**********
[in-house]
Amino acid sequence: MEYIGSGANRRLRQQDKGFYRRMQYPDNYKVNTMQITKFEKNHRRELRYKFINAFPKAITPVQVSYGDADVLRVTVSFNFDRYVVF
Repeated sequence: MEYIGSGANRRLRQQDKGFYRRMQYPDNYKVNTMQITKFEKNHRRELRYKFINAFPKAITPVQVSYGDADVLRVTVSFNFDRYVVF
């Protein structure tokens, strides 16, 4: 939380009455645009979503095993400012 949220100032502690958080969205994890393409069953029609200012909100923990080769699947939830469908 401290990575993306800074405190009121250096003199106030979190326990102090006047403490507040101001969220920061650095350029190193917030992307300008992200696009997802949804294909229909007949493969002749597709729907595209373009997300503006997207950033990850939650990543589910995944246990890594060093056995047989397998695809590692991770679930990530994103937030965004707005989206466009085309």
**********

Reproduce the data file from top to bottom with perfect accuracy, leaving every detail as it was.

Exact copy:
[in-house]
Amino acid sequence: MEYIGSGANRRLRQQDKGFYRRMQYPDNYKVNTMQITKFEKNHRRELRYKFINAFPKAITPVQVSYGDADVLRVTVSFNFDRYVVF
Repeated sequence: MEYIGSGANRRLRQQDKGFYRRMQYPDNYKVNTMQITKFEKNHRRELRYKFINAFPKAITPVQVSYGDADVLRVTVSFNFDRYVVF
């Protein structure tokens, strides 16, 4: 939380009455645009979503095993400012 949220100032502690958080969205994890393409069953029609200012909100923990080769699947939830469908 401290990575993306800074405190009121250096003199106030979190326990102090006047403490507040101001969220920061650095350029190193917030992307300008992200696009997802949804294909229909007949493969002749597709729907595209373009997300503006997207950033990850939650990543589910995944246990890594060093056995047989397998695809590692991770679930990530994103937030965004707005989206466009085309």